The Hireling Shepherd (1851) by William Holman Hunt. Credit: Print Collector/Getty Images

May 24, 2019   5 mins

Do men have a stronger sex drive than women? The question came up last week because, in one of those quirky moments that modern life provides where you’re not sure if you’re living in a sitcom, the actress Alyssa Milano called on women to start a sex strike in protest to US abortion laws.

It kicked up a great big fuss, because various other women said: wait, hang on, I enjoy sex, and I don’t think it’s supposed to be a thing that I grant to a man like a favour. But it also caused a lot of hilarity, when a bunch of men said things like “women may CLAIM to like sex, but you really don’t”, or “I have yet to meet a hetero woman who enthusiastically participates in sex”. (I’m not going to link: they’ve been piled on enough already.)

As people pointed out, this is what the kids today call a spectacular self-own. “I have yet to meet a hetero woman who enthusiastically participates in sex WITH ME”, they rephrased. Or, alternatively, “People hate food, it’s a known fact! Just ask anyone I’ve ever cooked for.”

It’s obviously true that the “women don’t enjoy sex” guys are wrong: women do enjoy sex. A slightly more interesting question is whether, on average, they want it as much as men do. And the answer, there, is almost certainly no.

The most famous research on the subject is a 2001 meta-analysis by Roy Baumeister, Kathleen Catanese, and Kathleen Vohs, combining the results of 150 earlier studies. You can’t measure “sex drive” directly, so the study looked at a wide range of proxy measures. They found that men had more frequent sexual “thoughts, fantasies, and spontaneous arousal” – for instance, one study they looked at reported that “nearly all the men (91%) but only half the women (52%) experienced sexual desire several times a week or more”.

Men’s “desired frequency of sex” was higher, too, throughout the lifetime of a relationship: one study found that “wives consistently reported that they were quite satisfied with the amount of sex they had in their marriages, but men on average wished for about a 50% increase”, another that “a majority of husbands (60%) but only a minority of wives (32%) said they would prefer to have sex more often”.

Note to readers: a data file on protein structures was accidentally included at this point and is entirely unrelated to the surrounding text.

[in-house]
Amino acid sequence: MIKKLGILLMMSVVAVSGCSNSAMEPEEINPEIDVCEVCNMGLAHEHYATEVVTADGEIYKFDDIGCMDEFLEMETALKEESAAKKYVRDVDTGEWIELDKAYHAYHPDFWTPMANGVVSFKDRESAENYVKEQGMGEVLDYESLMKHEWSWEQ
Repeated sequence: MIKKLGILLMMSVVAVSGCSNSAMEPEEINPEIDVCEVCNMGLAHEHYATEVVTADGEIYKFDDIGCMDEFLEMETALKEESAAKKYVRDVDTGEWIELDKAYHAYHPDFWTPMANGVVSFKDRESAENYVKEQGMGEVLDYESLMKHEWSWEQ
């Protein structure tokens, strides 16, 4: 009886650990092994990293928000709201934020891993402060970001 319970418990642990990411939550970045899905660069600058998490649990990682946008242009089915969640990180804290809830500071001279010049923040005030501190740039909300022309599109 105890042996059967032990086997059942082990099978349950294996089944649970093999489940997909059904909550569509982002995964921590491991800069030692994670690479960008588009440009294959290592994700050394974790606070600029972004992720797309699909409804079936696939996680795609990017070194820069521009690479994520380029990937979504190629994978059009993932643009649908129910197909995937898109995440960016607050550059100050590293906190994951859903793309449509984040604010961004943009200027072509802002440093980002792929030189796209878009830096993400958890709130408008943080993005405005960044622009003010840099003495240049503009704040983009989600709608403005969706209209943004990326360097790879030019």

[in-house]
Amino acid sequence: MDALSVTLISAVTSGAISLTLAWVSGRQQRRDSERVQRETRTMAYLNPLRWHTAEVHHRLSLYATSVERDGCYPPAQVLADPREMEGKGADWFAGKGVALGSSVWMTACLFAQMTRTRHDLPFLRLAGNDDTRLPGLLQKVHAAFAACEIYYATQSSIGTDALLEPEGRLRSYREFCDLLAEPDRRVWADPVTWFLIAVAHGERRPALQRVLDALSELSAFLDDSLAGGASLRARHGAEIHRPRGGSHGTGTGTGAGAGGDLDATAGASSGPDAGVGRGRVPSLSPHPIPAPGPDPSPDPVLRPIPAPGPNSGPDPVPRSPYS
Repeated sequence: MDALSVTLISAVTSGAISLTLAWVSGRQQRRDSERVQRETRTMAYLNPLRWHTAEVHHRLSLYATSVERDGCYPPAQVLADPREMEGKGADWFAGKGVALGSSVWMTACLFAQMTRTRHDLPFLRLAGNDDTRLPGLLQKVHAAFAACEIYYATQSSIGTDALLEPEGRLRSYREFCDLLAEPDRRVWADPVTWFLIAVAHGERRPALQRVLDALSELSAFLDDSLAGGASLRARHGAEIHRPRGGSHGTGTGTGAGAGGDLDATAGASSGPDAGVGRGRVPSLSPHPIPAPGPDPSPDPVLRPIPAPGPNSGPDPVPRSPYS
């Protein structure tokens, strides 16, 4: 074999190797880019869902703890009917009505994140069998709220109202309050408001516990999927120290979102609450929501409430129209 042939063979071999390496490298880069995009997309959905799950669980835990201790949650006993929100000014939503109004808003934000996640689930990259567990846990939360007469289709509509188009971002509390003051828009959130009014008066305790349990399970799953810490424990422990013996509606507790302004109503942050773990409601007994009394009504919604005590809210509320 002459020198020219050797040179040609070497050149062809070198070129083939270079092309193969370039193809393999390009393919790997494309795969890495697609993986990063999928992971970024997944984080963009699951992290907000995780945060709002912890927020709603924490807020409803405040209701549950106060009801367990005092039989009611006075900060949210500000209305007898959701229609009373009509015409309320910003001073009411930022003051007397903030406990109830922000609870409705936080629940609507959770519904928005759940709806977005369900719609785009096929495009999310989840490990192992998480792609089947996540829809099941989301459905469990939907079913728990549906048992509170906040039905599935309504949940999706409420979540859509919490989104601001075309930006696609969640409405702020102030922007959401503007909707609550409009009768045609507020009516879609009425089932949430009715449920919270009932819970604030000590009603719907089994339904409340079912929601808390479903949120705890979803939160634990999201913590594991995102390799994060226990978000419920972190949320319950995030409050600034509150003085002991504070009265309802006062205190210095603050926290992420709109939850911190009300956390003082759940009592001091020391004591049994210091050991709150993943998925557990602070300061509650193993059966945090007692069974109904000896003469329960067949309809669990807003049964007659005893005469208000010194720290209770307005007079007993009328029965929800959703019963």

And men masturbated more frequently. The authors admit that this could be due to social disapproval of female masturbation. But they also argue that male masturbation is discouraged just as much as female – “it’ll make you go blind”, and so on – and point out that boys were more likely to have “discovered it themselves”, meaning it’s not that boys are being “taught” how to do it and girls aren’t. “Anyone who wants to masturbate can probably figure out how to do it,” they say.

Women are more willing to go without sex: notably, female clergy do better at keeping to their vows. Sexual desire emerges earlier in boys than in girls, despite girls usually reaching puberty and physical sexual maturity earlier than boys.

Men initiate sex with their partners around twice or three times as often, and refuse it less often. One experimental study had “a moderately attractive, opposite-sex” person approach men and women and offer sex that evening; 100% of women refused, compared to just 25% of men.

Men are more interested in a wider range of sexual practices. Men sacrificed more for sexual pleasure, whether in financial terms – they spent more on pornography – or in terms of risk – they were more willing to have extramarital sex. In general, men have more “favourable attitudes to sex”, being more permissive regarding casual sex and promiscuous sex. And overall, men are less likely to report low sexual desire and more likely to rate their level of sex drive highly.

And, interestingly, gay men have sex more often than lesbian women: 47% reported having sex more often than once a week, compared to 32% of lesbians.